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Bacteriophage Orphan DNA Methyltransferases: Insights from Their Bacterial Origin, Function, and Occurrence

Overview of attention for article published in Applied and Environmental Microbiology, October 2013
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About this Attention Score

  • In the top 25% of all research outputs scored by Altmetric
  • High Attention Score compared to outputs of the same age (84th percentile)
  • High Attention Score compared to outputs of the same age and source (82nd percentile)

Mentioned by

twitter
4 tweeters
patent
1 patent
wikipedia
3 Wikipedia pages

Citations

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106 Dimensions

Readers on

mendeley
186 Mendeley
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Title
Bacteriophage Orphan DNA Methyltransferases: Insights from Their Bacterial Origin, Function, and Occurrence
Published in
Applied and Environmental Microbiology, October 2013
DOI 10.1128/aem.02229-13
Pubmed ID
Authors

James Murphy, Jennifer Mahony, Stuart Ainsworth, Arjen Nauta, Douwe van Sinderen

Abstract

Type II DNA methyltransferases (MTases) are enzymes found ubiquitously in the prokaryotic world, where they play important roles in several cellular processes, such as host protection and epigenetic regulation. Three classes of type II MTases have been identified thus far in bacteria which function in transferring a methyl group from S-adenosyl-l-methionine (SAM) to a target nucleotide base, forming N-6-methyladenine (class I), N-4-methylcytosine (class II), or C-5-methylcytosine (class III). Often, these MTases are associated with a cognate restriction endonuclease (REase) to form a restriction-modification (R-M) system protecting bacterial cells from invasion by foreign DNA. When MTases exist alone, which are then termed orphan MTases, they are believed to be mainly involved in regulatory activities in the bacterial cell. Genomes of various lytic and lysogenic phages have been shown to encode multi- and mono-specific orphan MTases that have the ability to confer protection from restriction endonucleases of their bacterial host(s). The ability of a phage to overcome R-M and other phage-targeting resistance systems can be detrimental to particular biotechnological processes such as dairy fermentations. Conversely, as phages may also be beneficial in certain areas such as phage therapy, phages with additional resistance to host defenses may prolong the effectiveness of the therapy. This minireview will focus on bacteriophage-encoded MTases, their prevalence and diversity, as well as their potential origin and function.

Twitter Demographics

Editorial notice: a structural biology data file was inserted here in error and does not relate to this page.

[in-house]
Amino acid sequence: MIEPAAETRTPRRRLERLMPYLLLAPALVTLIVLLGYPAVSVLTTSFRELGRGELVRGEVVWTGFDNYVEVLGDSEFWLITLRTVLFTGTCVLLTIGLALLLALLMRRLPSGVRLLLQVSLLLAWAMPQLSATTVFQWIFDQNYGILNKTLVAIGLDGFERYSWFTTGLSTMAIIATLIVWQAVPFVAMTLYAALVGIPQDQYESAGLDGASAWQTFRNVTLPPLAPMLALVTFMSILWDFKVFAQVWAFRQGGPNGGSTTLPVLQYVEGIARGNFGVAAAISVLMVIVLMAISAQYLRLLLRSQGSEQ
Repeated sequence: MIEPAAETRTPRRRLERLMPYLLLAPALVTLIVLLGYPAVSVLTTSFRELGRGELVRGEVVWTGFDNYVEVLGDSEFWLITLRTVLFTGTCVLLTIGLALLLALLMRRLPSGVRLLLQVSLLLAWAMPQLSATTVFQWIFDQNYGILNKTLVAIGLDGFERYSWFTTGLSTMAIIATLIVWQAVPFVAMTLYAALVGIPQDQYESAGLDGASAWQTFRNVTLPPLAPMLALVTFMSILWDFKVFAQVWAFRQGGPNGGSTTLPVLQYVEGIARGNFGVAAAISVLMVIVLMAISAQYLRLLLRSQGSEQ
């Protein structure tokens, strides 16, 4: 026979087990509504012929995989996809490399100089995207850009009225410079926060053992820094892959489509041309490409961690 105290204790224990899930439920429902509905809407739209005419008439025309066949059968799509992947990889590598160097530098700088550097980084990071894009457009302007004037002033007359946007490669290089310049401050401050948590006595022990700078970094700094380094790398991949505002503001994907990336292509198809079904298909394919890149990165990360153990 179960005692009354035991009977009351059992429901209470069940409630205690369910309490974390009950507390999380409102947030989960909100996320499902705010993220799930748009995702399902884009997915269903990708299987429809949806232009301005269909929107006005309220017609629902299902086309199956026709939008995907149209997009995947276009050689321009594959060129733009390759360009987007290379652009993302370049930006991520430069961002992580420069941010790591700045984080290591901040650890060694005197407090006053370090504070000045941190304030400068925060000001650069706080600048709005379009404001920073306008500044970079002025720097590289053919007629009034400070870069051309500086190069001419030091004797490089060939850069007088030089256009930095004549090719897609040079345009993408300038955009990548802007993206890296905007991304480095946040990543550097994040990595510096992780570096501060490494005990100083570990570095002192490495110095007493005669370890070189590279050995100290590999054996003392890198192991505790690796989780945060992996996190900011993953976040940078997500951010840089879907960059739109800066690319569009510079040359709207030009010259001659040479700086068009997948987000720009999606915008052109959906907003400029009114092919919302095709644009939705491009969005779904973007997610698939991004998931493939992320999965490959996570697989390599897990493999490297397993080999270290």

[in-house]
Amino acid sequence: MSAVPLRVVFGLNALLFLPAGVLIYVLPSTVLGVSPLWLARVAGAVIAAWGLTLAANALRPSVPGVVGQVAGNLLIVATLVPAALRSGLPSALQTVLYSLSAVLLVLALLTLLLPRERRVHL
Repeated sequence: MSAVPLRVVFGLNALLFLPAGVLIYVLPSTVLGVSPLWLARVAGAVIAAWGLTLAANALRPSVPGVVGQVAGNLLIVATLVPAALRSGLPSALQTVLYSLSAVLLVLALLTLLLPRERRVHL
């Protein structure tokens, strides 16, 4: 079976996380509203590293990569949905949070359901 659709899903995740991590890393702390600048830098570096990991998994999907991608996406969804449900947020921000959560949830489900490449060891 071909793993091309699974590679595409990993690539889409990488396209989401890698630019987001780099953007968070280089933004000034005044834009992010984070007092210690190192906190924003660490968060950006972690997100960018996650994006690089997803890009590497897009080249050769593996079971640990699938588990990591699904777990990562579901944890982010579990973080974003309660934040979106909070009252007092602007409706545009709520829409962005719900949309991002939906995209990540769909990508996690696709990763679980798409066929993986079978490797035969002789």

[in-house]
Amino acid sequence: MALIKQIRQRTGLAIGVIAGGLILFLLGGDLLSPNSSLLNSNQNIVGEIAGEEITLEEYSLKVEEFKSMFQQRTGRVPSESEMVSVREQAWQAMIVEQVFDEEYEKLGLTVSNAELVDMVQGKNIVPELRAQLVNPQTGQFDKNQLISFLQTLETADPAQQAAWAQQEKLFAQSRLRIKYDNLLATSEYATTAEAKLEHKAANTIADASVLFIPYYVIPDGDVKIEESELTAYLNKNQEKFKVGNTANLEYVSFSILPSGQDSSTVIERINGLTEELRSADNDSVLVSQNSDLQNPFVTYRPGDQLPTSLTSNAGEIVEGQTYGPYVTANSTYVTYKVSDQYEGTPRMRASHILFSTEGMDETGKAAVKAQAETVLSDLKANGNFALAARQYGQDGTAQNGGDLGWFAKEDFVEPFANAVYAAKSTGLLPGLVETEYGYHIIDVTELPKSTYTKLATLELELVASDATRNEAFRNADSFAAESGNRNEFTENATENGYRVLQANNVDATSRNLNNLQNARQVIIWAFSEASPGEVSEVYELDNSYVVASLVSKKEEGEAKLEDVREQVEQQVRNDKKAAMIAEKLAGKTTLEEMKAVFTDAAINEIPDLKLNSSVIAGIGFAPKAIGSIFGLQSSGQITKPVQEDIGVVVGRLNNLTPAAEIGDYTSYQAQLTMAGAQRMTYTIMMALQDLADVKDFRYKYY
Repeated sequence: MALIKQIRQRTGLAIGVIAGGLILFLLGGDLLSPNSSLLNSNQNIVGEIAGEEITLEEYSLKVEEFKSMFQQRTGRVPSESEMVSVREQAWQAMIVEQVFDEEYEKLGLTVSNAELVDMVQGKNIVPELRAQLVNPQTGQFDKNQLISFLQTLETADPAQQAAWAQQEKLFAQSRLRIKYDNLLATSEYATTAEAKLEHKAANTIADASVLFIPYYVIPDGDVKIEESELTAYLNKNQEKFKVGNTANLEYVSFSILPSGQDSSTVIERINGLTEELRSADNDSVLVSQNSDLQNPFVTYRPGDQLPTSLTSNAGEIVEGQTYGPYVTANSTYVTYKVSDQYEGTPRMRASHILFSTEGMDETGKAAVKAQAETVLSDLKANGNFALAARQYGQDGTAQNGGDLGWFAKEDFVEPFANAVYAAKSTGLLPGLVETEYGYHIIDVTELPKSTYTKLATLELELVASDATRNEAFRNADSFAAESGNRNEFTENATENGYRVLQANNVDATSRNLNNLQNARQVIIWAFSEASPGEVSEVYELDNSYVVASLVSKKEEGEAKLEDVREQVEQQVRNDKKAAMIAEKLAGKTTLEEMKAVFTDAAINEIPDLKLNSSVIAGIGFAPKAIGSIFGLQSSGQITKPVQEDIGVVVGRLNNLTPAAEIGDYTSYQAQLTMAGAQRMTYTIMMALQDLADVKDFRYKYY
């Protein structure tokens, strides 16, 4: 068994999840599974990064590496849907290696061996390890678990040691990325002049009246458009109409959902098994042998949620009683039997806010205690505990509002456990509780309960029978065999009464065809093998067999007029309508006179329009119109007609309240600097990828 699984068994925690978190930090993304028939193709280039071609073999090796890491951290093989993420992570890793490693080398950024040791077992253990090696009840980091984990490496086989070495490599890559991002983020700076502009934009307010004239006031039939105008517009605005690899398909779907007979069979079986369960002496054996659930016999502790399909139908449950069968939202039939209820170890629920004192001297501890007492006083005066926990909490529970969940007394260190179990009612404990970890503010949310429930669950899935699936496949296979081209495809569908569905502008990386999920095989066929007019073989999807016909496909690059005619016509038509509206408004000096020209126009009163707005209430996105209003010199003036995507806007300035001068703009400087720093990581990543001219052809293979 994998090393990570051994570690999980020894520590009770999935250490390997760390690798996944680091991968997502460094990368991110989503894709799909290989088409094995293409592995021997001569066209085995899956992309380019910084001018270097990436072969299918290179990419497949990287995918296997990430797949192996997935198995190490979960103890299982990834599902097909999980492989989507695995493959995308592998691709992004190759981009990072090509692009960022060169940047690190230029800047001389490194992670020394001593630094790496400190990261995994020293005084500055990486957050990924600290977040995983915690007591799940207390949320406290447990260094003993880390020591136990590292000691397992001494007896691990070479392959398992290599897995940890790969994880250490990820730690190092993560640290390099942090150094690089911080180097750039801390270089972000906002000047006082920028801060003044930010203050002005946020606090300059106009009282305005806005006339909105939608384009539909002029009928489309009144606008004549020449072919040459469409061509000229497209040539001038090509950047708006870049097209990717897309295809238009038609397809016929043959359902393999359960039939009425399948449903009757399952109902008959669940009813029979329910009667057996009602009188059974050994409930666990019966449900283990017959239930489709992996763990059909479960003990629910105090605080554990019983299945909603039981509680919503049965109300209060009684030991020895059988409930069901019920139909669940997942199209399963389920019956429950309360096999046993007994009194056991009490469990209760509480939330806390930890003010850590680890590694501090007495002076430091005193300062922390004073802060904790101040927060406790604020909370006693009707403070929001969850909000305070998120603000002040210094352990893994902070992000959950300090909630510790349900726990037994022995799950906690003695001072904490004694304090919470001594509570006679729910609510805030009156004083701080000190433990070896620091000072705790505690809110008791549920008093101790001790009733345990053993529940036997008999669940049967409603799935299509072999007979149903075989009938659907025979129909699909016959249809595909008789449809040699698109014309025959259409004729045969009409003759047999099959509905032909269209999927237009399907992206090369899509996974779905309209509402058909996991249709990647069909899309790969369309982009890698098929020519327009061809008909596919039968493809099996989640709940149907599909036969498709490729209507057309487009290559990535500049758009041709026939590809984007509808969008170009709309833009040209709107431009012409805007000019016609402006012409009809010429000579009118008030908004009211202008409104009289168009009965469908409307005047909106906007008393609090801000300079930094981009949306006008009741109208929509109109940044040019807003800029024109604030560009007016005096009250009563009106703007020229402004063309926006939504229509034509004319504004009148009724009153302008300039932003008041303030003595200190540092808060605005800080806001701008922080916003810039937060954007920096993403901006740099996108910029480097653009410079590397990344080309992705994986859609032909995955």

The data shown below were collected from the profiles of 4 tweeters who shared this research output. Click here to find out more about how the information was compiled.

Mendeley readers

The data shown below were compiled from readership statistics for 186 Mendeley readers of this research output. Click here to see the associated Mendeley record.

Geographical breakdown

Country Count As %
United States 2 1%
United Kingdom 1 <1%
South Africa 1 <1%
Unknown 182 98%

Demographic breakdown

Readers by professional status Count As %
Student > Ph. D. Student 45 24%
Student > Bachelor 32 17%
Student > Master 26 14%
Researcher 23 12%
Student > Doctoral Student 11 6%
Other 25 13%
Unknown 24 13%
Readers by discipline Count As %
Biochemistry, Genetics and Molecular Biology 60 32%
Agricultural and Biological Sciences 58 31%
Immunology and Microbiology 14 8%
Environmental Science 6 3%
Medicine and Dentistry 5 3%
Other 13 7%
Unknown 30 16%

Attention Score in Context

This research output has an Altmetric Attention Score of 8. This is our high-level measure of the quality and quantity of online attention that it has received. This Attention Score, as well as the ranking and number of research outputs shown below, was calculated when the research output was last mentioned on 13 May 2021.
All research outputs
#3,164,609
of 19,311,167 outputs
Outputs from Applied and Environmental Microbiology
#2,936
of 16,291 outputs
Outputs of similar age
#43,736
of 287,189 outputs
Outputs of similar age from Applied and Environmental Microbiology
#26
of 152 outputs
Altmetric has tracked 19,311,167 research outputs across all sources so far. Compared to these this one has done well and is in the 83rd percentile: it's in the top 25% of all research outputs ever tracked by Altmetric.
So far Altmetric has tracked 16,291 research outputs from this source. They typically receive a little more attention than average, with a mean Attention Score of 7.2. This one has done well, scoring higher than 81% of its peers.
Older research outputs will score higher simply because they've had more time to accumulate mentions. To account for age we can compare this Altmetric Attention Score to the 287,189 tracked outputs that were published within six weeks on either side of this one in any source. This one has done well, scoring higher than 84% of its contemporaries.
We're also able to compare this research output to 152 others from the same source and published within six weeks on either side of this one. This one has done well, scoring higher than 82% of its contemporaries.